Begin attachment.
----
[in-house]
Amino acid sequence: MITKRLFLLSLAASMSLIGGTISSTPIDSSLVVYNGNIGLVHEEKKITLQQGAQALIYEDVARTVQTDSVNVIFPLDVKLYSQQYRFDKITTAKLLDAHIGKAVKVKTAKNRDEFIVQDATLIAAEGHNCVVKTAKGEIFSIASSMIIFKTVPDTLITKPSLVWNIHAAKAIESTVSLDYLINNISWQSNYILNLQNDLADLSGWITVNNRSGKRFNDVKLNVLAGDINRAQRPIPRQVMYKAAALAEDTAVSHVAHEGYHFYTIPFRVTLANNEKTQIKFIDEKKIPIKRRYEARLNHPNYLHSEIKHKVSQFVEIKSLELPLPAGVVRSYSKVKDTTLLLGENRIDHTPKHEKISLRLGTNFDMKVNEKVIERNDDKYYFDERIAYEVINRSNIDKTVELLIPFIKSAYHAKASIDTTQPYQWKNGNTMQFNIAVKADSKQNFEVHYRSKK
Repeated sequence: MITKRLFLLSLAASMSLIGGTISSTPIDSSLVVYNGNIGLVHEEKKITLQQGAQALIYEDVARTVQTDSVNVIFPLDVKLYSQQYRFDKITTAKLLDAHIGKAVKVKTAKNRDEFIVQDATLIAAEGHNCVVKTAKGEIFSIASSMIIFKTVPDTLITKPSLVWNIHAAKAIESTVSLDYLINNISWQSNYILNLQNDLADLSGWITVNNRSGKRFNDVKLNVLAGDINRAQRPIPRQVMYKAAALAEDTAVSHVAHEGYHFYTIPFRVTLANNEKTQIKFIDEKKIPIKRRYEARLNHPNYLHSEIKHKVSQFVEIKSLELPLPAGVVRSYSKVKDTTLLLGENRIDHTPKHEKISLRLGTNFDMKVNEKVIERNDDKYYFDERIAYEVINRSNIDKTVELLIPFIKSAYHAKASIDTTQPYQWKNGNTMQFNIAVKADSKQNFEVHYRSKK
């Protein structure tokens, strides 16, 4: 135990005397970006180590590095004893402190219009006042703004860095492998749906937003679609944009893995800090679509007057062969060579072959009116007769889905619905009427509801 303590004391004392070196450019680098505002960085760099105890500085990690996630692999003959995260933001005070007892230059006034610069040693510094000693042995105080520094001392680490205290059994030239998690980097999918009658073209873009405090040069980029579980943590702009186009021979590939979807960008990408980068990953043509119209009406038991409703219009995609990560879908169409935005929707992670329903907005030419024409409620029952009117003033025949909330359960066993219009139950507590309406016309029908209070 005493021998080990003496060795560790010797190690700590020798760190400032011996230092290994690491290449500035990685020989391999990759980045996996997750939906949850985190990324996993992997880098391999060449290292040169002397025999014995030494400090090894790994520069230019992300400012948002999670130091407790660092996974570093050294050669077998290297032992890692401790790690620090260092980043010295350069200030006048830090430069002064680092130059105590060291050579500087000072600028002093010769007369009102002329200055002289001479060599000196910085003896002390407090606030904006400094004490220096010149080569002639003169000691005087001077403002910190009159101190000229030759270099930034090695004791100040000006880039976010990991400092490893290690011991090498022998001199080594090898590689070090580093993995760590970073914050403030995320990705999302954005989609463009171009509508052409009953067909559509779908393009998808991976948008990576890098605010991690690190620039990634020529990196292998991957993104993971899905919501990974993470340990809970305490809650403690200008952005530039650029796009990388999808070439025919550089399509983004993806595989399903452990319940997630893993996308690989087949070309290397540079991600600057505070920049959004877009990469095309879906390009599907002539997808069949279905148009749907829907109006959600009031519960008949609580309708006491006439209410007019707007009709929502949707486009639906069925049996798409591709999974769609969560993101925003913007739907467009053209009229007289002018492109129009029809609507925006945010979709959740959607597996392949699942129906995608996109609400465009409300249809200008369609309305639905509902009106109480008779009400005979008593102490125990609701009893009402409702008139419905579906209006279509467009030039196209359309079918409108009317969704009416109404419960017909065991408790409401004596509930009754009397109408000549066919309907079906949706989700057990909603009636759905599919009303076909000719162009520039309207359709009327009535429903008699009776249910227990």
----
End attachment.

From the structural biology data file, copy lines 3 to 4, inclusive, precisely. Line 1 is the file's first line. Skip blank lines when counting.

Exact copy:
Repeated sequence: MITKRLFLLSLAASMSLIGGTISSTPIDSSLVVYNGNIGLVHEEKKITLQQGAQALIYEDVARTVQTDSVNVIFPLDVKLYSQQYRFDKITTAKLLDAHIGKAVKVKTAKNRDEFIVQDATLIAAEGHNCVVKTAKGEIFSIASSMIIFKTVPDTLITKPSLVWNIHAAKAIESTVSLDYLINNISWQSNYILNLQNDLADLSGWITVNNRSGKRFNDVKLNVLAGDINRAQRPIPRQVMYKAAALAEDTAVSHVAHEGYHFYTIPFRVTLANNEKTQIKFIDEKKIPIKRRYEARLNHPNYLHSEIKHKVSQFVEIKSLELPLPAGVVRSYSKVKDTTLLLGENRIDHTPKHEKISLRLGTNFDMKVNEKVIERNDDKYYFDERIAYEVINRSNIDKTVELLIPFIKSAYHAKASIDTTQPYQWKNGNTMQFNIAVKADSKQNFEVHYRSKK
């Protein structure tokens, strides 16, 4: 135990005397970006180590590095004893402190219009006042703004860095492998749906937003679609944009893995800090679509007057062969060579072959009116007769889905619905009427509801 303590004391004392070196450019680098505002960085760099105890500085990690996630692999003959995260933001005070007892230059006034610069040693510094000693042995105080520094001392680490205290059994030239998690980097999918009658073209873009405090040069980029579980943590702009186009021979590939979807960008990408980068990953043509119209009406038991409703219009995609990560879908169409935005929707992670329903907005030419024409409620029952009117003033025949909330359960066993219009139950507590309406016309029908209070 005493021998080990003496060795560790010797190690700590020798760190400032011996230092290994690491290449500035990685020989391999990759980045996996997750939906949850985190990324996993992997880098391999060449290292040169002397025999014995030494400090090894790994520069230019992300400012948002999670130091407790660092996974570093050294050669077998290297032992890692401790790690620090260092980043010295350069200030006048830090430069002064680092130059105590060291050579500087000072600028002093010769007369009102002329200055002289001479060599000196910085003896002390407090606030904006400094004490220096010149080569002639003169000691005087001077403002910190009159101190000229030759270099930034090695004791100040000006880039976010990991400092490893290690011991090498022998001199080594090898590689070090580093993995760590970073914050403030995320990705999302954005989609463009171009509508052409009953067909559509779908393009998808991976948008990576890098605010991690690190620039990634020529990196292998991957993104993971899905919501990974993470340990809970305490809650403690200008952005530039650029796009990388999808070439025919550089399509983004993806595989399903452990319940997630893993996308690989087949070309290397540079991600600057505070920049959004877009990469095309879906390009599907002539997808069949279905148009749907829907109006959600009031519960008949609580309708006491006439209410007019707007009709929502949707486009639906069925049996798409591709999974769609969560993101925003913007739907467009053209009229007289002018492109129009029809609507925006945010979709959740959607597996392949699942129906995608996109609400465009409300249809200008369609309305639905509902009106109480008779009400005979008593102490125990609701009893009402409702008139419905579906209006279509467009030039196209359309079918409108009317969704009416109404419960017909065991408790409401004596509930009754009397109408000549066919309907079906949706989700057990909603009636759905599919009303076909000719162009520039309207359709009327009535429903008699009776249910227990």